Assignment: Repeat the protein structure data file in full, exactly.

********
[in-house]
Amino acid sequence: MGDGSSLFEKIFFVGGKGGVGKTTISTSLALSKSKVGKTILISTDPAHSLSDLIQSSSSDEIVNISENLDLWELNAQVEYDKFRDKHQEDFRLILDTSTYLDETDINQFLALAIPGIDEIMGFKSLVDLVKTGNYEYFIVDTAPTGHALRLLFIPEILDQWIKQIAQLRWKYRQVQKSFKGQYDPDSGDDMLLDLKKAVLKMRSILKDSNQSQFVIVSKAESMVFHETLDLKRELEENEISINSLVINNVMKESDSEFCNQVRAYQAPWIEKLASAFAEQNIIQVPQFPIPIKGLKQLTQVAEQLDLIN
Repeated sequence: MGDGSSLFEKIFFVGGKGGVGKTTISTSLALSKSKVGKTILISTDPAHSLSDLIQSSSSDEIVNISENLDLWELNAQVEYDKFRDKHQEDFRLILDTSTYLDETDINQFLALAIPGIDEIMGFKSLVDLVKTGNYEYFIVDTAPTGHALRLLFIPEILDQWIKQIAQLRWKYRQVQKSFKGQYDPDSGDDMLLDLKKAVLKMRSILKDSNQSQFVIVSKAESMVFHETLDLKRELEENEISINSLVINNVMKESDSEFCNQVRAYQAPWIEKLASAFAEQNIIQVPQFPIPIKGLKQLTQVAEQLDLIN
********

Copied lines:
[in-house]
Amino acid sequence: MGDGSSLFEKIFFVGGKGGVGKTTISTSLALSKSKVGKTILISTDPAHSLSDLIQSSSSDEIVNISENLDLWELNAQVEYDKFRDKHQEDFRLILDTSTYLDETDINQFLALAIPGIDEIMGFKSLVDLVKTGNYEYFIVDTAPTGHALRLLFIPEILDQWIKQIAQLRWKYRQVQKSFKGQYDPDSGDDMLLDLKKAVLKMRSILKDSNQSQFVIVSKAESMVFHETLDLKRELEENEISINSLVINNVMKESDSEFCNQVRAYQAPWIEKLASAFAEQNIIQVPQFPIPIKGLKQLTQVAEQLDLIN
Repeated sequence: MGDGSSLFEKIFFVGGKGGVGKTTISTSLALSKSKVGKTILISTDPAHSLSDLIQSSSSDEIVNISENLDLWELNAQVEYDKFRDKHQEDFRLILDTSTYLDETDINQFLALAIPGIDEIMGFKSLVDLVKTGNYEYFIVDTAPTGHALRLLFIPEILDQWIKQIAQLRWKYRQVQKSFKGQYDPDSGDDMLLDLKKAVLKMRSILKDSNQSQFVIVSKAESMVFHETLDLKRELEENEISINSLVINNVMKESDSEFCNQVRAYQAPWIEKLASAFAEQNIIQVPQFPIPIKGLKQLTQVAEQLDLIN